The usual rookie camps will take place online as well.

“Right now, everything is scheduled to be online until the beginning of the semester unless something is told to us,” Bannon said. “Rookie camp is another chance to watch them again. After the first rookie camp, they will have two weeks to submit what they learned at the rookie camp.”

Bannon said the callbacks are not something the color guard does, but because of the virtual atmosphere, they felt it necessary to attempt to hold an in-person callback.

Those who were called back were given contacts to veteran color guard members who could help them improve in time for fall.

Lee said she was contacted by two students already and she has critiqued their videos.

While she adapted to the online platforms, Bannon said she hopes to get back to in-person as soon as permitted.

“Right now, I am waiting until July 1 to hear from the university if campus events can open again,” Bannon said. “My plan right now is to give instruction virtually until we can get them in-person, but if it gets too late we will use the videos from rookie camp as evidence of growth and cut from there.”

Bannon said she is happy with how the process went and felt that it was an enriching experience overall.

The color guard director is not the only one satisfied with the audition process — so is Sosnowchik.

“Sosnowchik was so impressed with our plan for the color guard for virtual auditions that he submitted it to the College Band Directors National Association (CBDNA),” Bannon said. “The CBDNA solicited information nationally about how programs have adjusted to be online. He sent them my plan to share nationally.”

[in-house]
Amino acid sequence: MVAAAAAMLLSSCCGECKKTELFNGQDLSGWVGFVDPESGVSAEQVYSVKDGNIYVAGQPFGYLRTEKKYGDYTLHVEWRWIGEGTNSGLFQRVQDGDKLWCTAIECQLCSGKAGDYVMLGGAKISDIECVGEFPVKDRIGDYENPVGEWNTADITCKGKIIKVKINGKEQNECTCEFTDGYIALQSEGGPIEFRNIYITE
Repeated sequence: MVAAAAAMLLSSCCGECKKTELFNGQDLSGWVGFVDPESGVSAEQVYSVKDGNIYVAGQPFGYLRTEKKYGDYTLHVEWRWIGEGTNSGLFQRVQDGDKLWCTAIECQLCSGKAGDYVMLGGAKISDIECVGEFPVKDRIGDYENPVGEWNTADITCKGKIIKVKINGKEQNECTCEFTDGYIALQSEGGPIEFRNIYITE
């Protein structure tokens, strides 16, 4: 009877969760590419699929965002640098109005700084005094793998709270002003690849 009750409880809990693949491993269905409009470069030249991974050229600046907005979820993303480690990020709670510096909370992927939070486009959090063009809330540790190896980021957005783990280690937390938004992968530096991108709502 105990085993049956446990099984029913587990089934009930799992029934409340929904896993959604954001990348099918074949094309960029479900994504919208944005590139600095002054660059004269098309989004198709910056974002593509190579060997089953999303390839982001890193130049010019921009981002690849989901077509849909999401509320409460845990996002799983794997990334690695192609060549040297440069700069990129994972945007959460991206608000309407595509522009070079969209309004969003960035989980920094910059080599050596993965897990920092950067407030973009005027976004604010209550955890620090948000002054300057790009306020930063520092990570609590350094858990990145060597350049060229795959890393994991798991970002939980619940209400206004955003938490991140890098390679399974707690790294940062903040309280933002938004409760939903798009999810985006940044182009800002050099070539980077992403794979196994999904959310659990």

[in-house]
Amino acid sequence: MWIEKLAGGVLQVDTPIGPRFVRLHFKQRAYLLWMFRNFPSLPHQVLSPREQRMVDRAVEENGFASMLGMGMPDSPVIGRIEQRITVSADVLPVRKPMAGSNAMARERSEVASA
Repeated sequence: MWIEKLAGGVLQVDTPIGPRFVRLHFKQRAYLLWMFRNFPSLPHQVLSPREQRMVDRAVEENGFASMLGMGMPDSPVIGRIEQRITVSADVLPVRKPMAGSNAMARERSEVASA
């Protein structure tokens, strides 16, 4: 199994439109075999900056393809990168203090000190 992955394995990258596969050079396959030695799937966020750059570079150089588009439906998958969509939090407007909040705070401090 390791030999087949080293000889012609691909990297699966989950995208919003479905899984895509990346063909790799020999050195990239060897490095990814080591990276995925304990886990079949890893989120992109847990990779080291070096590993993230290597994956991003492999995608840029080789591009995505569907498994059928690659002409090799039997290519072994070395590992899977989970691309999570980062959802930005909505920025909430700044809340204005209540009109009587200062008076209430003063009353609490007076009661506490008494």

Bannon had not yet heard back from the CBDNA.

Sosnowchik is unsure about HOT virtual auditions being the new normal, even though both he and Bannon said the interest in auditioning was higher than the previous year.

“I haven’t talked to the staff about doing it virtually again yet,” Sosnowchik said. “We have great teachers here and we really want those students to have contact with them, so I can’t speak for them, but I think they prefer to be back in person, but we have found ways to reach out to students who are not able to come to campus.”

Bannon said she is also unsure about the color guard’s future with virtual auditions and said a hybrid of in person and online may be best suited for the process.

McHale said he feels as though this is a learning process.

“The lessons we are learning from this summer is something we will keep with us,” McHale said. “We have to be creative, and do what we think works and run with it.”

Lee said she felt those auditioning were all very patient and understanding with the process.

“I’m glad that everyone has been so flexible,” Lee said. “This is new for me and everyone and we are all in this together. I am very grateful for the kindness. It was heartwarming.”